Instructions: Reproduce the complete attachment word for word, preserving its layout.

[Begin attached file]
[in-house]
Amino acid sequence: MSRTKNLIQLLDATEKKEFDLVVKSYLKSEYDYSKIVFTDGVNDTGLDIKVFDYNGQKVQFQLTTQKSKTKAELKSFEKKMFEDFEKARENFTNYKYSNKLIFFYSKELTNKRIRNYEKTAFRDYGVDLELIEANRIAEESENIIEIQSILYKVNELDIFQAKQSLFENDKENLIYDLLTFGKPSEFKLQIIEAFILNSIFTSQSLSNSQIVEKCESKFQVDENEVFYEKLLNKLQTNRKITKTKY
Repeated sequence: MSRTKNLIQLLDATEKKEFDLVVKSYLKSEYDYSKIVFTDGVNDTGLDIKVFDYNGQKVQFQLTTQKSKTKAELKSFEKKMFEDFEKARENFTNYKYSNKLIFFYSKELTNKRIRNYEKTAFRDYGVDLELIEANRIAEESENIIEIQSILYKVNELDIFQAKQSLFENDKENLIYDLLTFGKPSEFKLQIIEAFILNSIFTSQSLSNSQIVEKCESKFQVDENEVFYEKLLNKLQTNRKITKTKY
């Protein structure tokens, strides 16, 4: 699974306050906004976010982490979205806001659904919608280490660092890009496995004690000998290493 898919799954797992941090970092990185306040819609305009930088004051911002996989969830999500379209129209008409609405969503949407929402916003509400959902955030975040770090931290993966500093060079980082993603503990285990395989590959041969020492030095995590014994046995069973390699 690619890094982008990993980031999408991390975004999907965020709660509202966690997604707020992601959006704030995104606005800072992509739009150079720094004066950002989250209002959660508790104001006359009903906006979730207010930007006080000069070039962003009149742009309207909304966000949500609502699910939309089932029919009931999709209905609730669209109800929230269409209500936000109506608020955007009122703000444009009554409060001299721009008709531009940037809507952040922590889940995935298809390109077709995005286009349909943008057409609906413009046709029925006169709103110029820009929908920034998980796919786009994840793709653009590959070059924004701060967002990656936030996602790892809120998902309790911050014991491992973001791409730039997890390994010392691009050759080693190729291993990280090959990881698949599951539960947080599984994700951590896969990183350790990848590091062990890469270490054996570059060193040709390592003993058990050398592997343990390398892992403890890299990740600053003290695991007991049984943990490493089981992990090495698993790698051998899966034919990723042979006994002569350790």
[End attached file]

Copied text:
[in-house]
Amino acid sequence: MSRTKNLIQLLDATEKKEFDLVVKSYLKSEYDYSKIVFTDGVNDTGLDIKVFDYNGQKVQFQLTTQKSKTKAELKSFEKKMFEDFEKARENFTNYKYSNKLIFFYSKELTNKRIRNYEKTAFRDYGVDLELIEANRIAEESENIIEIQSILYKVNELDIFQAKQSLFENDKENLIYDLLTFGKPSEFKLQIIEAFILNSIFTSQSLSNSQIVEKCESKFQVDENEVFYEKLLNKLQTNRKITKTKY
Repeated sequence: MSRTKNLIQLLDATEKKEFDLVVKSYLKSEYDYSKIVFTDGVNDTGLDIKVFDYNGQKVQFQLTTQKSKTKAELKSFEKKMFEDFEKARENFTNYKYSNKLIFFYSKELTNKRIRNYEKTAFRDYGVDLELIEANRIAEESENIIEIQSILYKVNELDIFQAKQSLFENDKENLIYDLLTFGKPSEFKLQIIEAFILNSIFTSQSLSNSQIVEKCESKFQVDENEVFYEKLLNKLQTNRKITKTKY
């Protein structure tokens, strides 16, 4: 699974306050906004976010982490979205806001659904919608280490660092890009496995004690000998290493 898919799954797992941090970092990185306040819609305009930088004051911002996989969830999500379209129209008409609405969503949407929402916003509400959902955030975040770090931290993966500093060079980082993603503990285990395989590959041969020492030095995590014994046995069973390699 690619890094982008990993980031999408991390975004999907965020709660509202966690997604707020992601959006704030995104606005800072992509739009150079720094004066950002989250209002959660508790104001006359009903906006979730207010930007006080000069070039962003009149742009309207909304966000949500609502699910939309089932029919009931999709209905609730669209109800929230269409209500936000109506608020955007009122703000444009009554409060001299721009008709531009940037809507952040922590889940995935298809390109077709995005286009349909943008057409609906413009046709029925006169709103110029820009929908920034998980796919786009994840793709653009590959070059924004701060967002990656936030996602790892809120998902309790911050014991491992973001791409730039997890390994010392691009050759080693190729291993990280090959990881698949599951539960947080599984994700951590896969990183350790990848590091062990890469270490054996570059060193040709390592003993058990050398592997343990390398892992403890890299990740600053003290695991007991049984943990490493089981992990090495698993790698051998899966034919990723042979006994002569350790």